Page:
Financial planning week: What you should be thinking about
There is no standard formula or ‘golden compass’ on how best you should invest. One investor’s financial objectives and risk appetite may differ vastly from the next and as such so will their asset allocation and the investments suited to them. That said, life does follow a natural progression and so too will your broader financial planning. Depending on where you are in life there are a number of guidelines that you can draw on to help secure your long term financial well-being.
The most important thing to remember is that the earlier you start investing, the more time there is to ride out the ebbs and flows of the markets and reap the long-term rewards.
In your 20’s: Don’t become drowned in debt
If you’re in your twenties or early thirties, chances are that you might have student debts to contend with and have probably just started out in your career. Make sure you keep a handle on debts and pay these off as soon as you can.
You may have a relatively small amount to invest which you would both like to grow and preserve. A tax-free wrapper such as an ISA is likely to be the most suitable investment vehicle for you. As a young ISA investor you have one big advantage: time. This will enable you to take full advantage of compounding which can make a significant difference to your investment’s total return over the long term.
In your 30’s: Make sure you’re saving into a pension
For most people, their thirties is a time when you make some big and important commitments like buying a home, getting married and/or starting a family. This is an exciting time, but for many it can also be a financially draining time. You should try to continue to save something into your ISA, but make sure you don’t forget about your pension.
A pension is essential for funding your retirement and should not be overlooked. Auto-enrolment has made starting a pension much easier as all employers now have to have a workplace pension scheme in place. Take advantage of the income tax relief of a pension as this will compound over the years.
In your 40’s and 50’s: Don’t forget to consider care costs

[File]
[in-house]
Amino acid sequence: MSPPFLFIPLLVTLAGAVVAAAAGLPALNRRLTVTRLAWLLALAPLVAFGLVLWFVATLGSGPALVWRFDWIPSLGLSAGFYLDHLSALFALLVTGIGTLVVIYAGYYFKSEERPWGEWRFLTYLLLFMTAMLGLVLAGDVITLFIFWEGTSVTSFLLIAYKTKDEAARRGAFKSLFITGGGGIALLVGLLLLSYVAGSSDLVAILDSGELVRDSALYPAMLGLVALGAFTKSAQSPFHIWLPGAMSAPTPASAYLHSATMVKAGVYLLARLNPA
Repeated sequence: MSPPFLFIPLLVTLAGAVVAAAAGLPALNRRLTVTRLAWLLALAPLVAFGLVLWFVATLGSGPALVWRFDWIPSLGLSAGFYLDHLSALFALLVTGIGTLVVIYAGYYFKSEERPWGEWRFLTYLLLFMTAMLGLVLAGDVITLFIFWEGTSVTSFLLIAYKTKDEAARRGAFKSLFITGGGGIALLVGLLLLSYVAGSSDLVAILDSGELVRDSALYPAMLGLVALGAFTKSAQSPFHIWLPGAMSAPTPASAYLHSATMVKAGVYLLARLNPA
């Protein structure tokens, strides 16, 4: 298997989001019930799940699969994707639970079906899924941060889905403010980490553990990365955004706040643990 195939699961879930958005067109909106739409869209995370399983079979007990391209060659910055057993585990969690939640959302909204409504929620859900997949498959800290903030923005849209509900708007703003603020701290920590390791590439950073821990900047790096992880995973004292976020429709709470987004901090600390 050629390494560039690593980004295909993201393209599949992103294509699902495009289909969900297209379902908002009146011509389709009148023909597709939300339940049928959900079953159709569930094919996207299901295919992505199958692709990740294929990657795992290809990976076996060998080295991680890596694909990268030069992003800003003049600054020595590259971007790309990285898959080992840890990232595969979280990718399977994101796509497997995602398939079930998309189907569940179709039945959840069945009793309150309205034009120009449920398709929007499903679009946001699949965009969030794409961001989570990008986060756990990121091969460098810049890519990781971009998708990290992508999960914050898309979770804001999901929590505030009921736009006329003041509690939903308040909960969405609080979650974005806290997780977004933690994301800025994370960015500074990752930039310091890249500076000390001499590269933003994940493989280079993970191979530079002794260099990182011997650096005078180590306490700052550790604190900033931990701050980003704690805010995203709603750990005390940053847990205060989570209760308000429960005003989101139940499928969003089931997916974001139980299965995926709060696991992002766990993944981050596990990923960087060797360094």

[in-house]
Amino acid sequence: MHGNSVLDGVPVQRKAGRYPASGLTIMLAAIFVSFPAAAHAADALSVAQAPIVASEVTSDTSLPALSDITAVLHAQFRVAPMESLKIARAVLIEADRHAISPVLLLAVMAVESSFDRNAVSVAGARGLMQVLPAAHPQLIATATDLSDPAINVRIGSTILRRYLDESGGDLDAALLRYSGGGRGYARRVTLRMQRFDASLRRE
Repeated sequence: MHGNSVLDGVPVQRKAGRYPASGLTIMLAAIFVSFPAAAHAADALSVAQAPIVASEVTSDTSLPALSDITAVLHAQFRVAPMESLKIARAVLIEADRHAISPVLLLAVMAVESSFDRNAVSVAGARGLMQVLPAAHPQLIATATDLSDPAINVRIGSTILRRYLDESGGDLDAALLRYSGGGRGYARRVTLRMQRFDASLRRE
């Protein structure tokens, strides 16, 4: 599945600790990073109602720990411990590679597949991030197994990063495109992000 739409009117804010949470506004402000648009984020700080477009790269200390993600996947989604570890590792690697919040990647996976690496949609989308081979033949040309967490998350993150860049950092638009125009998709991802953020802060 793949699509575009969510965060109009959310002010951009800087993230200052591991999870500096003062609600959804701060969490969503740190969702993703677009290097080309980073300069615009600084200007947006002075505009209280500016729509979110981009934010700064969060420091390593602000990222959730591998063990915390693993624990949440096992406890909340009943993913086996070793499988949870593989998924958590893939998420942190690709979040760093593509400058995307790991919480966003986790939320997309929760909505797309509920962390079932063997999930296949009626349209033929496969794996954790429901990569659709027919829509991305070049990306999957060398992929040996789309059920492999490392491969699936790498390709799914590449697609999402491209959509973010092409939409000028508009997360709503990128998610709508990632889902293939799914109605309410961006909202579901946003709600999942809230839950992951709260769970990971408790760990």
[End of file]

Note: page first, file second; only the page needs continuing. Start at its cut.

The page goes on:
When you reach your 40s, your income may peak and plateau. However, your expenses – housing, education, transport and child care – will only increase. Make sure you save enough and that you are saving regularly. It is important to remember that you are planning for a life after 65 and you need to review your investments to ensure they suit your saving goals. Depending on your tolerance for risk, make sure that you are not being too conservative with your asset allocation.
Crucially, do not ignore the issue of care. We are now expected to live 20 or 30 years longer than our selected retirement age and it has become more likely that we will need specialist care in our later years. No-one wants to end up with little choice as to how or where they are cared for. Planning ahead and putting some savings away now, will give you peace of mind. It will also ensure that you are not a financial and emotional burden on those nearest and dearest to you.
With life expectancy on the rise, it is now more important than ever to make sure that you avoid making such errors and consider your broader financial planning. Make sure you have the correct strategy in place to secure your financial future. You can seek advice from a qualified financial planner or decide to do it yourself. Either way, make sure you don’t ignore financial planning.
Maike Currie is associate investment director at Fidelity Personal Investing.